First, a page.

I’ve been zwifting about a month now and building up my general biking stamina. Longest ride I’ve been able to do so far was completing the Greatest London Loop in just under an hour last Friday. I know how to work myself up on mostly flat routes, but the hills are killing me right now. I did the UCI Worlds Course this morning and I had to stop near the top of the final hill and just let my heart rate drop for a good minute or so before I could get back on and finish out the course.
With hills in mind, anyone have favorites for building up that climbing stamina? It seems I am getting challenged by even the small climbs right now so just not sure the best way to boost myself in this area. Other than to just keep riding of course!
Alpe du Zwift? https://zwift.com/news/5753-climb-alpe-du-zwift
Also, check out the 3x13min Climbs group workout that’s scheduled pretty frequently.
I don’t think I am ready for the alpe du Zwift. Also pretty sure it’s locked till level 12. That’s a few weeks away at best since I am currently level 7.
Epic KOM plus bonus Radio Tower Climb. ERG mode in a workout is one way to do em without having to put much thought into pacing. Just pick a wattage you can handle for the duration and pedal.
As a new roadie who’s looking to improve climbing performance, and based upon what information you’ve shared, I’d say Titan’s Grove and the normal KOM hill near downtown Watopia is a nice place to start. These climbs won’t absolutely kill you like the longer climbs can, and will. Don’t forget to choose the Everest challenge achievement to earn the Trek Emonda, which is a great climbing bike, followed by the “Tron Bike.”
When you feel like those aren’t giving you the challenge you desire, then move on to the Epic KOM and Innsbruck. Then add in the Radio Tower with the Epic KOM. Finally, start climbing the Alpe.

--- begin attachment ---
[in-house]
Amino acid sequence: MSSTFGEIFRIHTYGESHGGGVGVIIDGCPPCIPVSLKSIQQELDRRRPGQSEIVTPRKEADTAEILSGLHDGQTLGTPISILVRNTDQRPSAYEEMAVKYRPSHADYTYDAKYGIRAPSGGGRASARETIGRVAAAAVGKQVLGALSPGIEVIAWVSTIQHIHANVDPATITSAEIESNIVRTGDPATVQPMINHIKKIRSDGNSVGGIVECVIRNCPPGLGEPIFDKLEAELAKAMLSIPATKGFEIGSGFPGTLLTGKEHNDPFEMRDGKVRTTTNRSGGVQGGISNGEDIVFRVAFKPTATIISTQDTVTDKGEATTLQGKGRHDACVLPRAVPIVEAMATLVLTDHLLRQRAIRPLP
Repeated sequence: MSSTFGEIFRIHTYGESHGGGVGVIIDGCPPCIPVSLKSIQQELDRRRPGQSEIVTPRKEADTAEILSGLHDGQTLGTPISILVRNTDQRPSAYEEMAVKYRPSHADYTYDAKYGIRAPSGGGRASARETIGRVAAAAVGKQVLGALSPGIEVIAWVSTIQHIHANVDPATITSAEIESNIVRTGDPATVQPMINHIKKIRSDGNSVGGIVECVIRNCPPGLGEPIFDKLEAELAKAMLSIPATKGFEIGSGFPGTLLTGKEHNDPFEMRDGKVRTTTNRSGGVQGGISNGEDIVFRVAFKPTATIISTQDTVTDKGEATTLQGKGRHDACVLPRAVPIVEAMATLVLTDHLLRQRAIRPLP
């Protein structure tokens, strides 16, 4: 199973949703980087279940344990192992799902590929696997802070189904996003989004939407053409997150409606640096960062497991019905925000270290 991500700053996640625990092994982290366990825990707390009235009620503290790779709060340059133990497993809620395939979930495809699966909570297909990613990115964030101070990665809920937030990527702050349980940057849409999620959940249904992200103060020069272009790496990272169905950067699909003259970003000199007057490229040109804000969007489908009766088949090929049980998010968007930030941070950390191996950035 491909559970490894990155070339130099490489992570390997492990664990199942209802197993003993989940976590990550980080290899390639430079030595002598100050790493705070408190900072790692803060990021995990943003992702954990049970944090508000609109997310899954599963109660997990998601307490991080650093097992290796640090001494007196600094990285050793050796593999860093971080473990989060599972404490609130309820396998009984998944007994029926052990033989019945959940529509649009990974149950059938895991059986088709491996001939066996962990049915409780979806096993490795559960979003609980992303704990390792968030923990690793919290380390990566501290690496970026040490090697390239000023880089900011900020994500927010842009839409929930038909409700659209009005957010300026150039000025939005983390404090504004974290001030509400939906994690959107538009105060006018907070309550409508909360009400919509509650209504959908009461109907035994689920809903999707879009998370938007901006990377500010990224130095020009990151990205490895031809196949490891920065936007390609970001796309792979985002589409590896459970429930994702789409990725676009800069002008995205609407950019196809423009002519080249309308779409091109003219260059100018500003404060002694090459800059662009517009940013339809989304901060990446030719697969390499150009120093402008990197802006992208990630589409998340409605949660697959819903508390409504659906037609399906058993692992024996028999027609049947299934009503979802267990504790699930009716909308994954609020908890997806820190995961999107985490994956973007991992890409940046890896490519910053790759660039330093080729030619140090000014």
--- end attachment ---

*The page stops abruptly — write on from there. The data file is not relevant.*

…and good for you. Most people avoid climbing like it’s a virus to be caught.
Biggest tip I can give you:
Lose weight if all but possible; it makes a huge difference.
Try to adjust trainer dificulty slider to 50% and use easy gears at higher cadence…
the volcano climb was my go-to when i started. it’s relatively short, has a mostly constant gradient, and most of the routes that hit it have flat sections leading in/out for recovery/prep. also – do you use a fan? that’s critical for climbing. if you do use a fan, maybe add another one for good measure? i ride with two, and it’s nice.
i had a similar problem learning to pace myself on the climbs. for me, the key was using a heart rate monitor to keep an eye on my effort level. i also think doing workouts is good for you – intervals increase your exposure to different levels of effort/stress.
other hills that are good ideas: normal watopia KOM, titan’s grove KOM, london’s box hill and the hilly section of richmond. (the hilly section of richmond is really good because it’s three short climbs back to back)
Don’t forget to sign up for the Everest challenge so you can eventually get Tron wheels
Climbing is learning to pace. A short climb isn’t the best way to learn pacing. I think the Epic Kom (without Tower) is a perfect climb to learn pacing. Halfway there’s a little flatter section to recover and gradient is not that steep as AdZ. Heart rate monitor and fan for cooling is the way to go just as nailing a wattage that you can sustain for the length of the whole climb. Once done a few times, you’ve learned to pace and are ready to go a step further.
Thanks all, good suggestions. I do have a heart rate monitor which is how I knew I was pushing it too much today. I don’t have a fan currently so I can fix that as well and have some places to start at to work on this.